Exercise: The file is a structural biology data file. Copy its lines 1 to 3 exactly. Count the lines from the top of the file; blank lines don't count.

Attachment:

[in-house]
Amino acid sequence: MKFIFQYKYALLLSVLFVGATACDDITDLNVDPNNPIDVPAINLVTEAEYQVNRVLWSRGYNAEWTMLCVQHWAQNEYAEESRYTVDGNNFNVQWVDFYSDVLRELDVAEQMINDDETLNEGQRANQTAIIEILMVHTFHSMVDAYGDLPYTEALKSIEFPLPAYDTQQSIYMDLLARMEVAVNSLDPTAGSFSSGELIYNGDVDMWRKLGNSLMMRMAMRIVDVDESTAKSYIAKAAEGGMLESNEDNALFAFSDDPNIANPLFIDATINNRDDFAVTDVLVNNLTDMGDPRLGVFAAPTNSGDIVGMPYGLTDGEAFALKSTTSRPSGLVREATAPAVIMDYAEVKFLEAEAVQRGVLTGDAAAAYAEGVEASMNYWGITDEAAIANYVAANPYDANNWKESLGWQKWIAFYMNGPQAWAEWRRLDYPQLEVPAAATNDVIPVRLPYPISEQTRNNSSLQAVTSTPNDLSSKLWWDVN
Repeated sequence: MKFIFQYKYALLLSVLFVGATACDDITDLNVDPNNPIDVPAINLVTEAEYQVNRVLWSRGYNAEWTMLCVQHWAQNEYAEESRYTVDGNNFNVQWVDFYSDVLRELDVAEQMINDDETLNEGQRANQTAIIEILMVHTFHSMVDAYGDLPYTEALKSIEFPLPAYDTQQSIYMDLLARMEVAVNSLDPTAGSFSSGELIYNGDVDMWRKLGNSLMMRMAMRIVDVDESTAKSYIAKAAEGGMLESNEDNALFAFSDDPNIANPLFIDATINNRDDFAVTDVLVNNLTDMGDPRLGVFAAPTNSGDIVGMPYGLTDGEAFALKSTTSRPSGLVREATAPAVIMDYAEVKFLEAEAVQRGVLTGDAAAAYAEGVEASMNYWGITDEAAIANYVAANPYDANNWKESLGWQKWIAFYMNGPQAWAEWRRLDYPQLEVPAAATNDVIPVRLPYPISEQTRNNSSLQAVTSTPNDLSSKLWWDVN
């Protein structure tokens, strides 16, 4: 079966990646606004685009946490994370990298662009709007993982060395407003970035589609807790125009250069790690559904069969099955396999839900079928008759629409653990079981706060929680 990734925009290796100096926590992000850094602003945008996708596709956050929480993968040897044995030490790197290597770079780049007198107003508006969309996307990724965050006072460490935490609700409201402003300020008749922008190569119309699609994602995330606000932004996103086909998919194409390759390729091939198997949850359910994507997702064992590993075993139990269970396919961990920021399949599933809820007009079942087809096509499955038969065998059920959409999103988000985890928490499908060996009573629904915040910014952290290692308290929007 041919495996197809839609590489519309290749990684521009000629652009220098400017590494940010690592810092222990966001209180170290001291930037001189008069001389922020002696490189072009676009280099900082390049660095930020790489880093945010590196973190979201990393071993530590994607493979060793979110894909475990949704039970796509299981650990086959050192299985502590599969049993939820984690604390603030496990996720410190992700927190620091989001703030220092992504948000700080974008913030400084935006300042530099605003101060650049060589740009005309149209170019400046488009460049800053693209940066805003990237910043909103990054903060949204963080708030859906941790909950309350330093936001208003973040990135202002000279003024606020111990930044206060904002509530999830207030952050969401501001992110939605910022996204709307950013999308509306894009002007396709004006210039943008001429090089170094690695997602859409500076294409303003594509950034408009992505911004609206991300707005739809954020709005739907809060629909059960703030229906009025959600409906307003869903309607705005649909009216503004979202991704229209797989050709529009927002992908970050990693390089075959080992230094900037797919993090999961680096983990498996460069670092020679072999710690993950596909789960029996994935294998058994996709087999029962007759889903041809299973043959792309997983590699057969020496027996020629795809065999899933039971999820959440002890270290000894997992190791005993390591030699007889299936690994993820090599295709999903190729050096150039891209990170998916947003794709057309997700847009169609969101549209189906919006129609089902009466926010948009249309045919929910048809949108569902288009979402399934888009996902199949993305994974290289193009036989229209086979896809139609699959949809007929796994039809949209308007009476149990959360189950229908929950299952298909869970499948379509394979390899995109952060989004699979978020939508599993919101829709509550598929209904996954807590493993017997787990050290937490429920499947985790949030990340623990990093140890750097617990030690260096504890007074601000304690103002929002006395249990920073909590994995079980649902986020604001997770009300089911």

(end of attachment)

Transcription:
[in-house]
Amino acid sequence: MKFIFQYKYALLLSVLFVGATACDDITDLNVDPNNPIDVPAINLVTEAEYQVNRVLWSRGYNAEWTMLCVQHWAQNEYAEESRYTVDGNNFNVQWVDFYSDVLRELDVAEQMINDDETLNEGQRANQTAIIEILMVHTFHSMVDAYGDLPYTEALKSIEFPLPAYDTQQSIYMDLLARMEVAVNSLDPTAGSFSSGELIYNGDVDMWRKLGNSLMMRMAMRIVDVDESTAKSYIAKAAEGGMLESNEDNALFAFSDDPNIANPLFIDATINNRDDFAVTDVLVNNLTDMGDPRLGVFAAPTNSGDIVGMPYGLTDGEAFALKSTTSRPSGLVREATAPAVIMDYAEVKFLEAEAVQRGVLTGDAAAAYAEGVEASMNYWGITDEAAIANYVAANPYDANNWKESLGWQKWIAFYMNGPQAWAEWRRLDYPQLEVPAAATNDVIPVRLPYPISEQTRNNSSLQAVTSTPNDLSSKLWWDVN
Repeated sequence: MKFIFQYKYALLLSVLFVGATACDDITDLNVDPNNPIDVPAINLVTEAEYQVNRVLWSRGYNAEWTMLCVQHWAQNEYAEESRYTVDGNNFNVQWVDFYSDVLRELDVAEQMINDDETLNEGQRANQTAIIEILMVHTFHSMVDAYGDLPYTEALKSIEFPLPAYDTQQSIYMDLLARMEVAVNSLDPTAGSFSSGELIYNGDVDMWRKLGNSLMMRMAMRIVDVDESTAKSYIAKAAEGGMLESNEDNALFAFSDDPNIANPLFIDATINNRDDFAVTDVLVNNLTDMGDPRLGVFAAPTNSGDIVGMPYGLTDGEAFALKSTTSRPSGLVREATAPAVIMDYAEVKFLEAEAVQRGVLTGDAAAAYAEGVEASMNYWGITDEAAIANYVAANPYDANNWKESLGWQKWIAFYMNGPQAWAEWRRLDYPQLEVPAAATNDVIPVRLPYPISEQTRNNSSLQAVTSTPNDLSSKLWWDVN